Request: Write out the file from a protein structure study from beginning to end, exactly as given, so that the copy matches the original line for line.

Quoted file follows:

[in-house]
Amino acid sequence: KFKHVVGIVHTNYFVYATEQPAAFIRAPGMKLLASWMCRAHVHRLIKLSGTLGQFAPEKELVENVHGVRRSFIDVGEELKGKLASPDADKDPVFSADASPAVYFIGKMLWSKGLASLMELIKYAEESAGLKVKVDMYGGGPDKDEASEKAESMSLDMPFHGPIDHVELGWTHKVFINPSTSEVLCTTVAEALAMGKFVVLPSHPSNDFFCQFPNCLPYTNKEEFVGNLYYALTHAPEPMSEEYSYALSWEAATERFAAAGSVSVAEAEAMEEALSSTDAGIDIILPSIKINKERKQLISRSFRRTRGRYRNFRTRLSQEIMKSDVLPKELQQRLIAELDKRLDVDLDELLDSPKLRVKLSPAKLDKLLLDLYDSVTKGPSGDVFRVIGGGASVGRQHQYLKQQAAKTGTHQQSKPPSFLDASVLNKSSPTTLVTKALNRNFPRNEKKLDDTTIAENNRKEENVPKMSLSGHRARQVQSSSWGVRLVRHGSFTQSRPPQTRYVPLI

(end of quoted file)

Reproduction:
[in-house]
Amino acid sequence: KFKHVVGIVHTNYFVYATEQPAAFIRAPGMKLLASWMCRAHVHRLIKLSGTLGQFAPEKELVENVHGVRRSFIDVGEELKGKLASPDADKDPVFSADASPAVYFIGKMLWSKGLASLMELIKYAEESAGLKVKVDMYGGGPDKDEASEKAESMSLDMPFHGPIDHVELGWTHKVFINPSTSEVLCTTVAEALAMGKFVVLPSHPSNDFFCQFPNCLPYTNKEEFVGNLYYALTHAPEPMSEEYSYALSWEAATERFAAAGSVSVAEAEAMEEALSSTDAGIDIILPSIKINKERKQLISRSFRRTRGRYRNFRTRLSQEIMKSDVLPKELQQRLIAELDKRLDVDLDELLDSPKLRVKLSPAKLDKLLLDLYDSVTKGPSGDVFRVIGGGASVGRQHQYLKQQAAKTGTHQQSKPPSFLDASVLNKSSPTTLVTKALNRNFPRNEKKLDDTTIAENNRKEENVPKMSLSGHRARQVQSSSWGVRLVRHGSFTQSRPPQTRYVPLI